Frederick Davis

Frederick Davis
Drowned at Sea; Body never recovered
22 April 1909

Head and shoulders photo of William Crabby Davis

William Crabby Davis

Black and white photo of William Crabby Davis

William Crabby Davis mourned his son until his dying days

On Thursday 22 April, Frederick Davis, the youngest son of William Charles “Crabby” (or “Crabbie)” Davis went round Point Moore in a small sailing dinghy to catch some fish.

His Father had advised him not to go that day on account of bad weather. At around 9am he was fishing near the “big reef” off Separation Point, about two miles to the south of Point Moore lighthouse. The reef can be reached from the shore at low water, and runs straight out from the shore for about half a mile.

He did not return as expected, so his brother Charles Davis and his brother-in-law William Grigsby went in search of him in another boat, but failed to find him. The search was continued from the shore, with the Back Beach being “paraded by several parties with lanterns.”

During the night, the searchers found a cap, a rudder, a paddle and a piece of decking which belonged to the missing boat. Fred’s older brother Edward had previously survived by performing a long-distance swim when he had lost his boat off Point Moore, and Frederick was described as a strong swimmer. Frederick Davis was never found and the mystery was never solved.

The area known as “The Back”, or South Beach in Grey’s Bay has been notorious for other tragedies, including the drowning of a young Irishman named James Sheridan. Other mishaps have included a prisoner, another man named Leslie Frewin and an Italian Fisherman named Autolos.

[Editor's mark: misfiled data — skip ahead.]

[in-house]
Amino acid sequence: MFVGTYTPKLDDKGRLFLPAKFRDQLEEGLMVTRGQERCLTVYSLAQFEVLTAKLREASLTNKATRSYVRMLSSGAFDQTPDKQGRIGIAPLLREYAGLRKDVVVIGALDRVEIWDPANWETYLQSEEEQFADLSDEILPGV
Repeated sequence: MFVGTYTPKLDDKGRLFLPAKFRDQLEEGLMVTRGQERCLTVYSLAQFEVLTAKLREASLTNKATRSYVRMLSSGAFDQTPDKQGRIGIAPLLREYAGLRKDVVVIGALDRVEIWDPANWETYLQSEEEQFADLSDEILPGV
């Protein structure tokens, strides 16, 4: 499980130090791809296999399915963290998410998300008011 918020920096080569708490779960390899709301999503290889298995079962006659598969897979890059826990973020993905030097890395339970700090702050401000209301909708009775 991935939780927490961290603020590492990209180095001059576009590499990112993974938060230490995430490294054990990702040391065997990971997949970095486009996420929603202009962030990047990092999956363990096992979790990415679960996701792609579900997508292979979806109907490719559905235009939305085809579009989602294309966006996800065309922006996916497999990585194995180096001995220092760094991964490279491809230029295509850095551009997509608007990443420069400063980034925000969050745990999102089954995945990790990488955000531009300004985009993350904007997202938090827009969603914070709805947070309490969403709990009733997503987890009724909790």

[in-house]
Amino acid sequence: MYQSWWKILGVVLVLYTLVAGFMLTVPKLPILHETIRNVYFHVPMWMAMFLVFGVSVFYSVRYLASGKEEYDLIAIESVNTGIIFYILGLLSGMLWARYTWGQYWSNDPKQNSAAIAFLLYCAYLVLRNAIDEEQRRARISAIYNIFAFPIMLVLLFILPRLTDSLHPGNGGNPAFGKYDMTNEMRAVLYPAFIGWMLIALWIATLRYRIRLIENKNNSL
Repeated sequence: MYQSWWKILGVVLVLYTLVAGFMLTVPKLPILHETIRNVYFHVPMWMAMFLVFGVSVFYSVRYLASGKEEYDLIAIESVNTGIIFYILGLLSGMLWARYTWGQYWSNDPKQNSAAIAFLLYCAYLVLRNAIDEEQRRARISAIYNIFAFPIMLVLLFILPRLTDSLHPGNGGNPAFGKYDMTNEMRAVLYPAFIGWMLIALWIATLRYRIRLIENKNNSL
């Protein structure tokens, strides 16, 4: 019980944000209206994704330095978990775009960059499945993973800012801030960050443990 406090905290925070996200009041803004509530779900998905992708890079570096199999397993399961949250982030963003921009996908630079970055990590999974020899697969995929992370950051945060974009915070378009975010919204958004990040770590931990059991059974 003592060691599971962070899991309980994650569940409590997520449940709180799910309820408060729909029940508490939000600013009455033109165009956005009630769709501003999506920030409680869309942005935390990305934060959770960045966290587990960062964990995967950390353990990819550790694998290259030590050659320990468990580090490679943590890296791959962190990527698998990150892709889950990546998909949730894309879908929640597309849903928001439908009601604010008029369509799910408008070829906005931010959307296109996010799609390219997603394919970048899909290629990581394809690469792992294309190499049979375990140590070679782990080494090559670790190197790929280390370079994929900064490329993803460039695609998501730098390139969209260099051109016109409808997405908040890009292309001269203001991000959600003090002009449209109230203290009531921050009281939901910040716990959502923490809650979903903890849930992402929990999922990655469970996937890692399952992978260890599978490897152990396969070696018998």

William Charles “Crabby” Davis, was born in Kent, England, having been transported to Australia in 1863 onboard the Lord Dalhousie, after being sentenced to 10 years for arson.

“Crabby” got his name when he was on Rottnest Island, by then a ticket of leave man. He was caught “fishing,” which was a crime for these unfortunate men. His defence was that “he was not fishing, he was crabbing”. He got off, and even afterwards answered to the name of “Crabby”.

In 1873, he left Fremantle in the lighter, Moonlight, and was engaged in the lightering and fishing business. He caught Blue Manor crabs at the West End beach area in Geraldton. Here he built a one-plank jetty, which became known as “Crabby Davis’ Jetty.”

His children (11 in total), ran barefooted down this single planked jetty and never fell in the water, much to the admiration of the land lubbers. He was described as a genial soul, wearing a shade over one empty eye-socket. In 1915, he was awarded the Royal Humane Society’s Certificate of Merit for saving a boy from drowning. He had lost a brother, Edward Davis in 1888 when falling off the cutter, Daylight. He later took Sir John Forrest on an exploring expedition around the Abrolhos Islands, and Maitland Brown as far as Carnarvon.

“Crabby” Davis and his sons were described as expert fishermen and competent watermen, repeatedly rendering valuable aid in other boating accidents in the bay and adjacent waters.

The Geraldton Guardian paid tribute to his contribution upon his death, “There was no better known figure in Geraldton than that of “Crabby” Davis, either to this or the preceding generation, so long had he lived in the town, and seen it grow from a very small settlement to its present important position. He had an unrivalled knowledge of this portion of the coast, and his opinion, based on long years of experience and careful observation, was always deferred to in the matter of weather conditions. He continued an active life long after most people would have been content to east off and rest, and was always a vigorous, optimistic individual.”

“Crabby” made a grave out at Separation Point and mourned his youngest son, Frederick, to his dying days.